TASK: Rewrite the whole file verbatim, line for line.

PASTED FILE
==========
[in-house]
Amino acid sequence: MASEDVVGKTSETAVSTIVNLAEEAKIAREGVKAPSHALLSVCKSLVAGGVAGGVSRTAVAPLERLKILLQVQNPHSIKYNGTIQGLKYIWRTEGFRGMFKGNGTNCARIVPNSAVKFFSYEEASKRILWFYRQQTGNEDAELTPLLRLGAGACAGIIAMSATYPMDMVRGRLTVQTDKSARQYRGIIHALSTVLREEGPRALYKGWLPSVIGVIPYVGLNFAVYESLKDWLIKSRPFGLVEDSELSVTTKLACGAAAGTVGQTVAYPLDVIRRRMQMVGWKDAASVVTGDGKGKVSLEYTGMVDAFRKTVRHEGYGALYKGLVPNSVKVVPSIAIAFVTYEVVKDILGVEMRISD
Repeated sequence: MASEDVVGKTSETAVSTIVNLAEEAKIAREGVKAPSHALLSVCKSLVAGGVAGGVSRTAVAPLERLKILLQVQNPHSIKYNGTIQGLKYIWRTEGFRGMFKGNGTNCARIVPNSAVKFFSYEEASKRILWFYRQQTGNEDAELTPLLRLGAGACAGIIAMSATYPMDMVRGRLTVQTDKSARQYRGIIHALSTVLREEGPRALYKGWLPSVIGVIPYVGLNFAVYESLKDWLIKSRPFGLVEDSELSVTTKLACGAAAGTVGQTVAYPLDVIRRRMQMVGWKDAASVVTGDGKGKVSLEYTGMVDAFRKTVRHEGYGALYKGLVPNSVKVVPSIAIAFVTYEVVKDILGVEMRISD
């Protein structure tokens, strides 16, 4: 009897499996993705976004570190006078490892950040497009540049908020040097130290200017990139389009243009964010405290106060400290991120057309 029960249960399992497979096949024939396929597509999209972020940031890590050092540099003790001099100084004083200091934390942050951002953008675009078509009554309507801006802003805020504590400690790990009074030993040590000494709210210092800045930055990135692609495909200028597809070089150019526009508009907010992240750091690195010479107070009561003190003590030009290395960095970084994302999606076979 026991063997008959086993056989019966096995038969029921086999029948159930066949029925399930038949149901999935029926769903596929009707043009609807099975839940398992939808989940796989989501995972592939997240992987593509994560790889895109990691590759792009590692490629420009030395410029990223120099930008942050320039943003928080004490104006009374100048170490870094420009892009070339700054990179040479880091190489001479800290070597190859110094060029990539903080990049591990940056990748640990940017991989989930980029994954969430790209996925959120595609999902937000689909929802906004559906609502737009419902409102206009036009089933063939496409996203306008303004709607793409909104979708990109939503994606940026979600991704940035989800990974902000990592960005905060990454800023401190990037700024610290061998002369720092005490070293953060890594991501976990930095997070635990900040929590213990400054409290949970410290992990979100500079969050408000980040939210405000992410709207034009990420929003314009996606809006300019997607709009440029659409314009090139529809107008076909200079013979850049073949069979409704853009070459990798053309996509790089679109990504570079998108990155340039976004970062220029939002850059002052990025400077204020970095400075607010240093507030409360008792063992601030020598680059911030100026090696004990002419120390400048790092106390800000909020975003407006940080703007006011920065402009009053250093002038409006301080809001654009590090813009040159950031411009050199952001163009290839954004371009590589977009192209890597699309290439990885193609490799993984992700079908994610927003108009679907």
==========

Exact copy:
[in-house]
Amino acid sequence: MASEDVVGKTSETAVSTIVNLAEEAKIAREGVKAPSHALLSVCKSLVAGGVAGGVSRTAVAPLERLKILLQVQNPHSIKYNGTIQGLKYIWRTEGFRGMFKGNGTNCARIVPNSAVKFFSYEEASKRILWFYRQQTGNEDAELTPLLRLGAGACAGIIAMSATYPMDMVRGRLTVQTDKSARQYRGIIHALSTVLREEGPRALYKGWLPSVIGVIPYVGLNFAVYESLKDWLIKSRPFGLVEDSELSVTTKLACGAAAGTVGQTVAYPLDVIRRRMQMVGWKDAASVVTGDGKGKVSLEYTGMVDAFRKTVRHEGYGALYKGLVPNSVKVVPSIAIAFVTYEVVKDILGVEMRISD
Repeated sequence: MASEDVVGKTSETAVSTIVNLAEEAKIAREGVKAPSHALLSVCKSLVAGGVAGGVSRTAVAPLERLKILLQVQNPHSIKYNGTIQGLKYIWRTEGFRGMFKGNGTNCARIVPNSAVKFFSYEEASKRILWFYRQQTGNEDAELTPLLRLGAGACAGIIAMSATYPMDMVRGRLTVQTDKSARQYRGIIHALSTVLREEGPRALYKGWLPSVIGVIPYVGLNFAVYESLKDWLIKSRPFGLVEDSELSVTTKLACGAAAGTVGQTVAYPLDVIRRRMQMVGWKDAASVVTGDGKGKVSLEYTGMVDAFRKTVRHEGYGALYKGLVPNSVKVVPSIAIAFVTYEVVKDILGVEMRISD
């Protein structure tokens, strides 16, 4: 009897499996993705976004570190006078490892950040497009540049908020040097130290200017990139389009243009964010405290106060400290991120057309 029960249960399992497979096949024939396929597509999209972020940031890590050092540099003790001099100084004083200091934390942050951002953008675009078509009554309507801006802003805020504590400690790990009074030993040590000494709210210092800045930055990135692609495909200028597809070089150019526009508009907010992240750091690195010479107070009561003190003590030009290395960095970084994302999606076979 026991063997008959086993056989019966096995038969029921086999029948159930066949029925399930038949149901999935029926769903596929009707043009609807099975839940398992939808989940796989989501995972592939997240992987593509994560790889895109990691590759792009590692490629420009030395410029990223120099930008942050320039943003928080004490104006009374100048170490870094420009892009070339700054990179040479880091190489001479800290070597190859110094060029990539903080990049591990940056990748640990940017991989989930980029994954969430790209996925959120595609999902937000689909929802906004559906609502737009419902409102206009036009089933063939496409996203306008303004709607793409909104979708990109939503994606940026979600991704940035989800990974902000990592960005905060990454800023401190990037700024610290061998002369720092005490070293953060890594991501976990930095997070635990900040929590213990400054409290949970410290992990979100500079969050408000980040939210405000992410709207034009990420929003314009996606809006300019997607709009440029659409314009090139529809107008076909200079013979850049073949069979409704853009070459990798053309996509790089679109990504570079998108990155340039976004970062220029939002850059002052990025400077204020970095400075607010240093507030409360008792063992601030020598680059911030100026090696004990002419120390400048790092106390800000909020975003407006940080703007006011920065402009009053250093002038409006301080809001654009590090813009040159950031411009050199952001163009290839954004371009590589977009192209890597699309290439990885193609490799993984992700079908994610927003108009679907």